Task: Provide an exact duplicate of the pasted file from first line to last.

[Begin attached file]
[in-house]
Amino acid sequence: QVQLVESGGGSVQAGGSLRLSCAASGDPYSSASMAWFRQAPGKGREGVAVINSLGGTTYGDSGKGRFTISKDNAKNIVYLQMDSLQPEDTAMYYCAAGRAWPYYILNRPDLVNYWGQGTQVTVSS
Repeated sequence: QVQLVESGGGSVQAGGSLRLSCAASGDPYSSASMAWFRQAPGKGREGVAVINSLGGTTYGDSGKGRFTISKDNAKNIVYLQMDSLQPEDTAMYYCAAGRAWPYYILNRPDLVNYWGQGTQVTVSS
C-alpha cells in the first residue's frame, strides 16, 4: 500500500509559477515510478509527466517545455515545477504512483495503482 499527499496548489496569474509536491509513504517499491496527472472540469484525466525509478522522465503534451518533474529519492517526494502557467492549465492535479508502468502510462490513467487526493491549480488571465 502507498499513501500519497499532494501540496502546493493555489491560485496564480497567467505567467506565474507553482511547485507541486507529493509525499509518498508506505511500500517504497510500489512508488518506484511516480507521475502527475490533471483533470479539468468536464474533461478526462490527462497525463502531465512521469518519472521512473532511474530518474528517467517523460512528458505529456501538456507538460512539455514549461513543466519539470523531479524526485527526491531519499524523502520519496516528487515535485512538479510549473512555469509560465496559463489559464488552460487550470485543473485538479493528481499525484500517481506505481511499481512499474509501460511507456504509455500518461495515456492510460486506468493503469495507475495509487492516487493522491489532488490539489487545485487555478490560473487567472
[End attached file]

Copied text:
[in-house]
Amino acid sequence: QVQLVESGGGSVQAGGSLRLSCAASGDPYSSASMAWFRQAPGKGREGVAVINSLGGTTYGDSGKGRFTISKDNAKNIVYLQMDSLQPEDTAMYYCAAGRAWPYYILNRPDLVNYWGQGTQVTVSS
Repeated sequence: QVQLVESGGGSVQAGGSLRLSCAASGDPYSSASMAWFRQAPGKGREGVAVINSLGGTTYGDSGKGRFTISKDNAKNIVYLQMDSLQPEDTAMYYCAAGRAWPYYILNRPDLVNYWGQGTQVTVSS
C-alpha cells in the first residue's frame, strides 16, 4: 500500500509559477515510478509527466517545455515545477504512483495503482 499527499496548489496569474509536491509513504517499491496527472472540469484525466525509478522522465503534451518533474529519492517526494502557467492549465492535479508502468502510462490513467487526493491549480488571465 502507498499513501500519497499532494501540496502546493493555489491560485496564480497567467505567467506565474507553482511547485507541486507529493509525499509518498508506505511500500517504497510500489512508488518506484511516480507521475502527475490533471483533470479539468468536464474533461478526462490527462497525463502531465512521469518519472521512473532511474530518474528517467517523460512528458505529456501538456507538460512539455514549461513543466519539470523531479524526485527526491531519499524523502520519496516528487515535485512538479510549473512555469509560465496559463489559464488552460487550470485543473485538479493528481499525484500517481506505481511499481512499474509501460511507456504509455500518461495515456492510460486506468493503469495507475495509487492516487493522491489532488490539489487545485487555478490560473487567472